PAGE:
This annual conference serves to further the advancement and innovation in learning and technology. As the educational world becomes increasingly global, new ways to explore, learn, and share knowledge are needed. Global Learn is a means to connect and engage creative educators, researchers, consultants, training managers, policy makers, curriculum developers, entrepreneurs, and others in the topics and fields in which they are passionate. Global Learn offers an opportunity to meet and discuss their ideas, findings, and next steps.

Learning analytics and the academic library: Critical questions about real and possible futures, Special issue of Library Trends

Special issue information
Journal:
Title:
Learning analytics and the academic library: Critical questions about real and possible futures
Abstract submission deadline:
April 1, 2018
Publication date:
March, 2019
Nature and scope of this issue
Learning analytics is the “measurement, collection, analysis and reporting of data about learners and their contexts, for purposes of understanding and optimizing learning and the environments in which it occurs.”[1] If the academic library is the “most important observation post” for understanding how students learn, then it follows that libraries in colleges and universities should be a primary focus of data mining and analysis initiatives in higher education.[2] Integration of library data in learning analytics is fledgling at best, but there are growing calls for such activity to increase, especially to enhance a library’s ability to prove their resource expenditures and demonstrate alignment with wider institutional goals (e.g., improve learning outcomes, decrease costs, etc.).[3]
The efficacy of learning analytics is premised on an institution’s ability to identify, aggregate, and manage a wide variety and increasingly large volume of data about students, much of which needs to be identifiable in order to develop personalized, just-in-time learning interventions. So, in the fashion of other Big Data initiatives, institutions are beginning to dredge their information systems for student behaviors, personal information, and communications, all of which hold potential to reveal how students learn and uncover structural impediments to learning.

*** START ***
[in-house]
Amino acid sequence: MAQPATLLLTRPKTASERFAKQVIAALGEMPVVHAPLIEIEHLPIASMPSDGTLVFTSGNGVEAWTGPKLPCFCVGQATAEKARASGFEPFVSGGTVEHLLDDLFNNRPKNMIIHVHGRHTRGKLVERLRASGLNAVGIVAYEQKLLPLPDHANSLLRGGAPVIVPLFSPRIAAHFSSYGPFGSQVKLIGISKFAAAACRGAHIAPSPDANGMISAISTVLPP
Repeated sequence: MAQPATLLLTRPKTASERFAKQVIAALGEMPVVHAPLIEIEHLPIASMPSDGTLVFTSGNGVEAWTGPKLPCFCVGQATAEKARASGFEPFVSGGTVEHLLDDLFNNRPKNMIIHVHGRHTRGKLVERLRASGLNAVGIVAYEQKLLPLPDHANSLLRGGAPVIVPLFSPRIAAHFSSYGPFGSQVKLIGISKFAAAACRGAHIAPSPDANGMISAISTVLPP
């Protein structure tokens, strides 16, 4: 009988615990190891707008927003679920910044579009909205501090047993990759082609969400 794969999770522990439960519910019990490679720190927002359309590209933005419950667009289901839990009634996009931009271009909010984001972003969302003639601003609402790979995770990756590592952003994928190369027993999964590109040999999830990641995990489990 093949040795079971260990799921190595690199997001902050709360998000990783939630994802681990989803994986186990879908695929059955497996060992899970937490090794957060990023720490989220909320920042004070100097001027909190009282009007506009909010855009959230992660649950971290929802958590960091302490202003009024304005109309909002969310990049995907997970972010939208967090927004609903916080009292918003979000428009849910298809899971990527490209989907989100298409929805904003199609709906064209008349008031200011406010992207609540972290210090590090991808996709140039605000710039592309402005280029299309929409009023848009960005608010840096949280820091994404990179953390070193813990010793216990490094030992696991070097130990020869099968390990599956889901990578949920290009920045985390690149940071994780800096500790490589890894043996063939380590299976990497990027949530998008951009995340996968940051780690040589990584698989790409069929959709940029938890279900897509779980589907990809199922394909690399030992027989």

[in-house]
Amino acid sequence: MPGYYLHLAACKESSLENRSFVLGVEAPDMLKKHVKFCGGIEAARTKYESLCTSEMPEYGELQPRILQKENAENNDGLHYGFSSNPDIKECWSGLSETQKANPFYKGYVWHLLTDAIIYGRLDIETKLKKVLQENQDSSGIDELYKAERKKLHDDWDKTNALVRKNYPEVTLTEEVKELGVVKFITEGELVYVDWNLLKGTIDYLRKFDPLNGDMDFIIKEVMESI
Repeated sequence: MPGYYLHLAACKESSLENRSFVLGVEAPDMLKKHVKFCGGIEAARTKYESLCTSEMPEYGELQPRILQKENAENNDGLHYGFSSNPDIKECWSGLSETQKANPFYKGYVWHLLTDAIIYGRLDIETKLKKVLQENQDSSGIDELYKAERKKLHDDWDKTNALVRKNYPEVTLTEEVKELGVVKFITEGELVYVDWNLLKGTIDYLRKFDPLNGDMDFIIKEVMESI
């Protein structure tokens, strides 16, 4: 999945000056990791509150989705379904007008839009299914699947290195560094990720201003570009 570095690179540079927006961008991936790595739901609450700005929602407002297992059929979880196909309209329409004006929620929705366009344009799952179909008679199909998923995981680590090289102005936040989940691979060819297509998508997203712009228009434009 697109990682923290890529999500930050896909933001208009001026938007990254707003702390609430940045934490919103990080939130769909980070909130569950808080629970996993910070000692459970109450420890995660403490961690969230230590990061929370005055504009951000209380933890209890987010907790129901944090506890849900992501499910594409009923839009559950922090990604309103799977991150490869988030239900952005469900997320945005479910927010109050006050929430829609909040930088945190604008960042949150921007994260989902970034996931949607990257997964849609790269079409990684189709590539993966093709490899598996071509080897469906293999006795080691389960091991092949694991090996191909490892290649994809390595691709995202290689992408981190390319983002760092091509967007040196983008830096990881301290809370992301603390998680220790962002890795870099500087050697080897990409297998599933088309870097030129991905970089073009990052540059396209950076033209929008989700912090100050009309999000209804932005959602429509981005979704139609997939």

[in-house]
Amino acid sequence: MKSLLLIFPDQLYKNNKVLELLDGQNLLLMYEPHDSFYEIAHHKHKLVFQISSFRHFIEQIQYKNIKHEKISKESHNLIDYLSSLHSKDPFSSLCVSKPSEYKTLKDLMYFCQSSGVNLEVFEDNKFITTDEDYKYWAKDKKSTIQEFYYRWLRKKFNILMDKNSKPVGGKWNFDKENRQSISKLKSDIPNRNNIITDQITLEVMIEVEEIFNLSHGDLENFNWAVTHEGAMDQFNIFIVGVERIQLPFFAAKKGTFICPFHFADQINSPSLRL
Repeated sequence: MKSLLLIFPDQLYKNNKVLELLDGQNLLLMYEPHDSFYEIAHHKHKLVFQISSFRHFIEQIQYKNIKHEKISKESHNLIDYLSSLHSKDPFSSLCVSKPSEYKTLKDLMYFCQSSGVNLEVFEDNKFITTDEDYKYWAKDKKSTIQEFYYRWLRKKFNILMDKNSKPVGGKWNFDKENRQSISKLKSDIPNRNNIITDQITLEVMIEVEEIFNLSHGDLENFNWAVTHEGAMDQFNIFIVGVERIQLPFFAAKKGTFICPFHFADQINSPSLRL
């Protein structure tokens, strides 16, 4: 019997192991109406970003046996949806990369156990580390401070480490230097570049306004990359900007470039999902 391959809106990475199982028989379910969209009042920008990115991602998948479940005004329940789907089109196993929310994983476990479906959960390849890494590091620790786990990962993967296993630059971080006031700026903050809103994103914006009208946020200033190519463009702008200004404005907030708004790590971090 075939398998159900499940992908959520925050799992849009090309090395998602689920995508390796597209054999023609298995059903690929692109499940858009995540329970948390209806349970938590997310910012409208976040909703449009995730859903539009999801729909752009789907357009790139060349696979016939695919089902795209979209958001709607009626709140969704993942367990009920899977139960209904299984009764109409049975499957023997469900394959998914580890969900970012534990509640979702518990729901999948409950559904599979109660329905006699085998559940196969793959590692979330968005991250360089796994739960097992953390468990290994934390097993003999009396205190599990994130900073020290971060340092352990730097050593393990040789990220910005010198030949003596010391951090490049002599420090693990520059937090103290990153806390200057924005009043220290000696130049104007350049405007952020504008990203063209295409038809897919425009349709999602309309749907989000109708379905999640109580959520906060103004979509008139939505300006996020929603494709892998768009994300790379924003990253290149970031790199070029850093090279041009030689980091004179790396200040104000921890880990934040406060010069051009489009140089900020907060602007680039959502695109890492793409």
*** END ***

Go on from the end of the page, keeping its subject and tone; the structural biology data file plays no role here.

It is enticing to assume good things about library participation in learning analytics. The profession wants to provide just the right information at just the right time, and professional librarians want that information to aid students as they develop personally, academically, and professionally. Moreover, the profession seeks to further cement its position as a key player in the educational experience, and learning analytics may enable librarians to make stronger claims about their pivotal role once they gain access to new sources of data and the metrics that come from data analysis. But, like all technologies, learning analytics are not neutral; they are embedded with and driven by political agendas, which may not be congruent with—or necessarily aware of—extant values and ethical positions, such as those espoused by academic librarians and users of their libraries.[4] Consequentially, scholars and practitioners need to take a critical approach to the growing role of learning analytics in academic libraries and the wider higher education context in order to better inform conversations concerning the intended and unintended positive and negative outcomes learning analytics can bring about.